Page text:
Jump to ContentJump to Main Navigation
Sister Thorn and Catholic Mysticism in Modern America$
Users without a subscription are not able to see the full content.

Paula M. Kane

Print publication date: 2013

Print ISBN-13: 9781469607603

Published to North Carolina Scholarship Online: July 2014

DOI: 10.5149/9781469607610_Kane

Show Summary Details
Page of

PRINTED FROM UNIVERSITY OF NORTH CAROLINA PRESS SCHOLARSHIP ONLINE (www.northcarolina.universitypressscholarship.com). (c) Copyright University of North Carolina Press, 2021. All Rights Reserved. An individual user may print out a PDF of a single chapter of a monograph in NCSO for personal use.date: 25 September 2021

{} Find Sweet Music Everywhere

{} Find Sweet Music Everywhere

Modern Catholic Supernaturalism

(p.245) {7} Find Sweet Music Everywhere
Sister Thorn and Catholic Mysticism in Modern America

Paula M. Kane

University of North Carolina Press

This chapter examines how Sister Thorn's prolonged illness and death represented this cult of suffering to its fullest degree and honored the special sensitivity of women's bodies to divine contact. In the details of her demise, Margaret's supporters sought confirmation of her chosen status and of the spiritual meaningfulness of her pain. Even more than her model death, Sister Thorn's claim to be a stigmatic-visionary was being prepared to furnish a grander narrative—namely, Catholic attempts to enhance a relatively thin dossier history of mystical phenomena in the United States. By the 1930s, American Catholics had no national shrines nor any heritage of national pilgrimages such as the one that had evolved at Lourdes in France.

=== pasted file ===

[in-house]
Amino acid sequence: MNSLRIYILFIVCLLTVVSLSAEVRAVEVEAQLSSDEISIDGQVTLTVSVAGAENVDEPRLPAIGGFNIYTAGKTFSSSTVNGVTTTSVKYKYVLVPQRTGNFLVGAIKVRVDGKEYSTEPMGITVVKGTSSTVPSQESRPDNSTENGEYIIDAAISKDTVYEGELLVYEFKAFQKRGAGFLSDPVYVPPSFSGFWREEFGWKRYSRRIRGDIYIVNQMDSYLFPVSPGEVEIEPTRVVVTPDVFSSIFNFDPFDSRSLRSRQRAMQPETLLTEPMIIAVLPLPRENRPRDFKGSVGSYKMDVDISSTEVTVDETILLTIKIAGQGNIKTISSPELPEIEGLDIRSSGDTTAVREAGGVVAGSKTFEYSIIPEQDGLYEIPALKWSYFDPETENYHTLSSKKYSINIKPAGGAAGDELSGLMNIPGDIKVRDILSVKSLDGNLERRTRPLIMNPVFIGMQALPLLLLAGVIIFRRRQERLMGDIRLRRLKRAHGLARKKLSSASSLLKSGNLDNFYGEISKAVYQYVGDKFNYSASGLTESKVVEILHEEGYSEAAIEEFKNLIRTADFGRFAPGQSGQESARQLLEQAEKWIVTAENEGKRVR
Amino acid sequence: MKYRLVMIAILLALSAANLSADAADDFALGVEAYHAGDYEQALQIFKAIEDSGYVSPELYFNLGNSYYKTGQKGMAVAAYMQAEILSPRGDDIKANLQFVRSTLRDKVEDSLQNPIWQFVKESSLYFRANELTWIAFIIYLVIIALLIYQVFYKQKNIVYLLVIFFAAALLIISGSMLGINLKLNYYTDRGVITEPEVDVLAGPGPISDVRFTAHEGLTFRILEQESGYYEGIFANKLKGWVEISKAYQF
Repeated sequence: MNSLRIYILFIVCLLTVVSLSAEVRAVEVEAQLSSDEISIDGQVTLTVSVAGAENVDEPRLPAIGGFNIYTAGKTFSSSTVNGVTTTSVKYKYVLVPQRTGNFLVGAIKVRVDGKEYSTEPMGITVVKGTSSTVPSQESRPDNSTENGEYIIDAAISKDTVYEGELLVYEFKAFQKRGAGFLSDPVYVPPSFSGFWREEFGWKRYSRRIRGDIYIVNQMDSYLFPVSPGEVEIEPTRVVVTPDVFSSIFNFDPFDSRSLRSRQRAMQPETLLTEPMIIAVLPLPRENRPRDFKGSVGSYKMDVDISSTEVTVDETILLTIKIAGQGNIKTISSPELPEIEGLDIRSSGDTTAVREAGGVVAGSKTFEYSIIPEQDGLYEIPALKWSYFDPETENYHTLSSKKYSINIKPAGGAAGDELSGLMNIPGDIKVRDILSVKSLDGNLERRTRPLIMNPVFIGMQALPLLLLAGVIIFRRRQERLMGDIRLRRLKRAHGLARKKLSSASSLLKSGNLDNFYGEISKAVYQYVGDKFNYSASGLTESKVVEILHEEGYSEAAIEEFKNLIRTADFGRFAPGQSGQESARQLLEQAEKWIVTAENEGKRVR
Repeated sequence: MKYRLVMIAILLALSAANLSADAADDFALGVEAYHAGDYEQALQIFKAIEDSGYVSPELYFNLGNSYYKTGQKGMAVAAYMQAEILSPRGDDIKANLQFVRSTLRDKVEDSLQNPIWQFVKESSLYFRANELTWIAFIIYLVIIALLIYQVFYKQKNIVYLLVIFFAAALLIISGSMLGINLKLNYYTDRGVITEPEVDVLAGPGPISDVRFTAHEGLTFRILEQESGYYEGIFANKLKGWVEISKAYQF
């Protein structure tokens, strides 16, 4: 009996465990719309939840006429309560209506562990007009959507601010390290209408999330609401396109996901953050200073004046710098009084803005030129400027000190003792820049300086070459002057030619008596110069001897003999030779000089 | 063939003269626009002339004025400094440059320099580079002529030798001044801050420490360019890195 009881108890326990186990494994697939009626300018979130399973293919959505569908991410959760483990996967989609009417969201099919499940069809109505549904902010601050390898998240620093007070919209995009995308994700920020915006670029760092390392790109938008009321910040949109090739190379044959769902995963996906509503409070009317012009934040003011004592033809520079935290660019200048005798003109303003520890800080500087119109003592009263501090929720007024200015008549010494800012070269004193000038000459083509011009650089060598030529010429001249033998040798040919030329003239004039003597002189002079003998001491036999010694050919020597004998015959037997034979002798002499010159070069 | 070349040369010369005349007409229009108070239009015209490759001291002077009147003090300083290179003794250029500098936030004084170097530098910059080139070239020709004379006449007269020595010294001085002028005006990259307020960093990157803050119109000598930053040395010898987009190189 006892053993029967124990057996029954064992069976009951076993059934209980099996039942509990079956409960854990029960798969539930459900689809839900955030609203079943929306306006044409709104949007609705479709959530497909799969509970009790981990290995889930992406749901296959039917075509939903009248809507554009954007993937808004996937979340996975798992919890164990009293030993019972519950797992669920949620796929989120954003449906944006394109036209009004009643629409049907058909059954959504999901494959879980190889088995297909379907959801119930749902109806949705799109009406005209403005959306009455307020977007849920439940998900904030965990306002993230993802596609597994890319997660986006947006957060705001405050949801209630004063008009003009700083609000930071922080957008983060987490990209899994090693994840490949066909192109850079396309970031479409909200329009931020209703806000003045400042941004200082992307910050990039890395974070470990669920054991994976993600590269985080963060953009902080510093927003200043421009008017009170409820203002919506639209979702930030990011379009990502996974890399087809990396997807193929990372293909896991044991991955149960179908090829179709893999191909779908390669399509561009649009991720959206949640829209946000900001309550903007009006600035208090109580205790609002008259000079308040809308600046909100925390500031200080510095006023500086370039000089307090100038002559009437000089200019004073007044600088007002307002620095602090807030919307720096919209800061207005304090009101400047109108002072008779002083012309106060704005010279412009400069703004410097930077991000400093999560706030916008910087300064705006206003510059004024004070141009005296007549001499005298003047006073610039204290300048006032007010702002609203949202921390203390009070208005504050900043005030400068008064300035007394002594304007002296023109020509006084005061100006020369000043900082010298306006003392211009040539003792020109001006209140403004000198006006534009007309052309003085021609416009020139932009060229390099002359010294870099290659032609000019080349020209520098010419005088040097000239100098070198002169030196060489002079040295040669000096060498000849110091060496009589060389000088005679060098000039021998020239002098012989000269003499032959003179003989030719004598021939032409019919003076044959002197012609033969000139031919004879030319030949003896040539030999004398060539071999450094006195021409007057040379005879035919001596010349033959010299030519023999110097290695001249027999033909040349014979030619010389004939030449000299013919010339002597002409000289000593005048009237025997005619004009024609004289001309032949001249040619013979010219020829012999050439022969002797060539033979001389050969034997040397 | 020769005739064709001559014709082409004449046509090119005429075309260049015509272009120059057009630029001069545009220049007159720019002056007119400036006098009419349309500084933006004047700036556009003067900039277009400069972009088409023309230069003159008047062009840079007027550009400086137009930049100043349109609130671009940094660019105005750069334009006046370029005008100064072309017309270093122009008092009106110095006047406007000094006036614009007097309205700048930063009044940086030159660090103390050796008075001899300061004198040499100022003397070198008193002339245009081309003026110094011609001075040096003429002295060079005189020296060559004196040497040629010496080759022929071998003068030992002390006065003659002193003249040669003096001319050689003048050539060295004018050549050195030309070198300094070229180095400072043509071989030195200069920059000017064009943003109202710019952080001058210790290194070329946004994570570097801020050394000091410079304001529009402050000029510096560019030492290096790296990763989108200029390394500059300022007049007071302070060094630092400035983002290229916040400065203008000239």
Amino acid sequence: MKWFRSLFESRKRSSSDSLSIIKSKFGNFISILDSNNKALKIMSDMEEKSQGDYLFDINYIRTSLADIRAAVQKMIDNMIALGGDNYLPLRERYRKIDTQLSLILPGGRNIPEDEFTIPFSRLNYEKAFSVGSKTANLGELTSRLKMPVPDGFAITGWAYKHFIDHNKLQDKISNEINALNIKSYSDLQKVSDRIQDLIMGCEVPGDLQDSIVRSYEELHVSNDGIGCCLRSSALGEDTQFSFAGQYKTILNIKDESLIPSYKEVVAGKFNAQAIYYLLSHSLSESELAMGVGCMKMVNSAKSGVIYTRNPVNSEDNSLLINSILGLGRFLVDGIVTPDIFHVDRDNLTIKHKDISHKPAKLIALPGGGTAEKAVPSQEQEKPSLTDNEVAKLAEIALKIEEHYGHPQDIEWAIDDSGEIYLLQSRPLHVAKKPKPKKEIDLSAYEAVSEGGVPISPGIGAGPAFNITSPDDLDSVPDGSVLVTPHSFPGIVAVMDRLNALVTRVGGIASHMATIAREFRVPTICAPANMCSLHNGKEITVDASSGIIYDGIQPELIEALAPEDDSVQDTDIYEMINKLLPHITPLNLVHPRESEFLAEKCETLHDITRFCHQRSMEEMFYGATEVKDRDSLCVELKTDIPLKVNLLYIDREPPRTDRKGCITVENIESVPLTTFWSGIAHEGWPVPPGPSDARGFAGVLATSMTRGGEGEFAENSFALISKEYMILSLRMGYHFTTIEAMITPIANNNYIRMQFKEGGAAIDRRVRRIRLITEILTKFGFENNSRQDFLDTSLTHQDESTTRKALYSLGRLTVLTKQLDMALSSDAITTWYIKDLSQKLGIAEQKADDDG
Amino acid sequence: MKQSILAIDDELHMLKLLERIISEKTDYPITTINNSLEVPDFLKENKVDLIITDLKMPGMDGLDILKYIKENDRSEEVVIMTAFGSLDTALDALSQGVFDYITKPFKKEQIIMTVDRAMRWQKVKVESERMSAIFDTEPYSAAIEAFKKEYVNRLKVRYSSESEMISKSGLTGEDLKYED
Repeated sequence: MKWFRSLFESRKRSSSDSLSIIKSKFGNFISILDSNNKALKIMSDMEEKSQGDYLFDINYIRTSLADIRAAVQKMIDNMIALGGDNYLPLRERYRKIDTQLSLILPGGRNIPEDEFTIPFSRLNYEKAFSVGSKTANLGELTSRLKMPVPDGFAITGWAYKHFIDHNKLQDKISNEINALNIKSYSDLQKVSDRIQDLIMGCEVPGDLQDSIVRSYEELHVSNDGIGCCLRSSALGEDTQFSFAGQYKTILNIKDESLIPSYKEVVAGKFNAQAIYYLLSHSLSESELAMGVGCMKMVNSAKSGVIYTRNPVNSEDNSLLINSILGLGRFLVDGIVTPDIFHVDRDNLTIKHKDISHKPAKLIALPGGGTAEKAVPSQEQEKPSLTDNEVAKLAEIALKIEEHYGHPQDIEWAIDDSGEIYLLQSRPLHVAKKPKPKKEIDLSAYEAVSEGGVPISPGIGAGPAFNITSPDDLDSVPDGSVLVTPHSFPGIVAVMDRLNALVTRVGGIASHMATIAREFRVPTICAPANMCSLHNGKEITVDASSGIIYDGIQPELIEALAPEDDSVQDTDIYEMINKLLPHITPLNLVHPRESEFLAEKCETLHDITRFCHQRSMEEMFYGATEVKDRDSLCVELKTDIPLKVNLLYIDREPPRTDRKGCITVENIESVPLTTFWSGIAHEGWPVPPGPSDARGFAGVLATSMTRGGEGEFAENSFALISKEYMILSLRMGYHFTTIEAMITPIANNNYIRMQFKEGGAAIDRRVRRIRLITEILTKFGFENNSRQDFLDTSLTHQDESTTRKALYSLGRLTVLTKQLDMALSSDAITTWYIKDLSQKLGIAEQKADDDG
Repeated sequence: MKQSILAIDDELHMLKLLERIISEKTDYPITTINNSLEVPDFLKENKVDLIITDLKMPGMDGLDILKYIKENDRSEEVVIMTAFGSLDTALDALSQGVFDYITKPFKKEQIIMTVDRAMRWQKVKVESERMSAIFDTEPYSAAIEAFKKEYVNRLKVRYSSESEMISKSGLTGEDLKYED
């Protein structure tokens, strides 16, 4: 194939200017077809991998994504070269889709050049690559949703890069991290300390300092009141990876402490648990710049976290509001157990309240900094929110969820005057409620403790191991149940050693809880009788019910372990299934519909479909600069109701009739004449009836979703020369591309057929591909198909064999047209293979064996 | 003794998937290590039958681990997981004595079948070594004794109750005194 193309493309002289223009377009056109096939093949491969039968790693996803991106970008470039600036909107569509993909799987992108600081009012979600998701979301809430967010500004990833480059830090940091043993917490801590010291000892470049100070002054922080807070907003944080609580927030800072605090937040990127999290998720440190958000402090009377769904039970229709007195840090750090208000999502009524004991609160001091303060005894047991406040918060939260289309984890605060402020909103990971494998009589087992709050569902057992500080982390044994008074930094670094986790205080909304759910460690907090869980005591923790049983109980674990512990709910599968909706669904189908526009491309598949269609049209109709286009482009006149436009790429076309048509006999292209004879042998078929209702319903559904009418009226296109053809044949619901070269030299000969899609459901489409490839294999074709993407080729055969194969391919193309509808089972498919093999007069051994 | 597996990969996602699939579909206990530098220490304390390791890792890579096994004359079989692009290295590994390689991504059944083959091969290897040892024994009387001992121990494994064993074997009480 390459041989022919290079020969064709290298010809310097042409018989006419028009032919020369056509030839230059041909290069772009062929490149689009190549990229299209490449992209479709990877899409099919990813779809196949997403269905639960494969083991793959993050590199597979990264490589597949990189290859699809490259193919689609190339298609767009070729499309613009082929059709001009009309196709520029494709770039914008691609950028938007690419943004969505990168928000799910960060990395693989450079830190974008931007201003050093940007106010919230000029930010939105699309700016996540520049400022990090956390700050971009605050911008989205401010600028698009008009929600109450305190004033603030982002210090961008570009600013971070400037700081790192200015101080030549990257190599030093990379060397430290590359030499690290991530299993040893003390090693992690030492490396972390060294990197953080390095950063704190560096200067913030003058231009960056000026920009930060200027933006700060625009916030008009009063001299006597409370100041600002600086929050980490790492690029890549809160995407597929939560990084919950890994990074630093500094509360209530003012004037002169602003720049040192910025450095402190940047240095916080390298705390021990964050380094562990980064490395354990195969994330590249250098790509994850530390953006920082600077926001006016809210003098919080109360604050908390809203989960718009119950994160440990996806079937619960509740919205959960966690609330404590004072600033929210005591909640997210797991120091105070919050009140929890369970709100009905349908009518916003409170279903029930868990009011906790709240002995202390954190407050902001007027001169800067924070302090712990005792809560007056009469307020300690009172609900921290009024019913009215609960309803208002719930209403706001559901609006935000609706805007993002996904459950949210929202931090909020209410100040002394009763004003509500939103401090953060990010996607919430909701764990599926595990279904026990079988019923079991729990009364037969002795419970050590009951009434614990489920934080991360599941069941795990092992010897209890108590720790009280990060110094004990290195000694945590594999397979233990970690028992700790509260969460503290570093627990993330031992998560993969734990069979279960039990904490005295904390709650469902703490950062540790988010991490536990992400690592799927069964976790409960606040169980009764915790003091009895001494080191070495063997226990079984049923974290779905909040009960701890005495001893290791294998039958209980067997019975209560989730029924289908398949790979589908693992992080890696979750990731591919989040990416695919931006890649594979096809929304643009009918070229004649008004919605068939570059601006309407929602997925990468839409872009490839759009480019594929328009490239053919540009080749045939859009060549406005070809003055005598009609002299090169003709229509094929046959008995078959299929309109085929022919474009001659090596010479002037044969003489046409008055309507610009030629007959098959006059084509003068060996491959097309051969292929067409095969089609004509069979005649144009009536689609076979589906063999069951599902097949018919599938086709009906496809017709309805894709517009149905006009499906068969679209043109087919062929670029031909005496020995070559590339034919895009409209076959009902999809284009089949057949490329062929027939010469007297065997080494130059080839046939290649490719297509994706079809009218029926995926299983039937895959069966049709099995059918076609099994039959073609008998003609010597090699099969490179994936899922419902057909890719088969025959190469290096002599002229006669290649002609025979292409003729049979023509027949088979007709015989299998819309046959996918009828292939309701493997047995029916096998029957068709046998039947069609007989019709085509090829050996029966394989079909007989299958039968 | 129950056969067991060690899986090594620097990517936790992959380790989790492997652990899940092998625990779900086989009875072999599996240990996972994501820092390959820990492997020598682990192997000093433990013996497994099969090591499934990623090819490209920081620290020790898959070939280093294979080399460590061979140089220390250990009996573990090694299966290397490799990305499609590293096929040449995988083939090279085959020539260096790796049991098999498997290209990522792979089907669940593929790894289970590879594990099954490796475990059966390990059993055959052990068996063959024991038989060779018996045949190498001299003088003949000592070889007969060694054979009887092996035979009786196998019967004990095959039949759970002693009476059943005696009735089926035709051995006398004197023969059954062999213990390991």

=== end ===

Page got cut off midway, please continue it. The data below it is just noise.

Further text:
Keywords:   Sister Thorn, cult of suffering, Lourdes, divine contact, spiritual meaningfulness, pilgrimage, stigmatic-visionary

North Carolina Scholarship Online requires a subscription or purchase to access the full text of books within the service. Public users can however freely search the site and view the abstracts and keywords for each book and chapter.

Please, subscribe or login to access full text content.

If you think you should have access to this title, please contact your librarian.

To troubleshoot, please check our FAQs , and if you can't find the answer there, please contact us .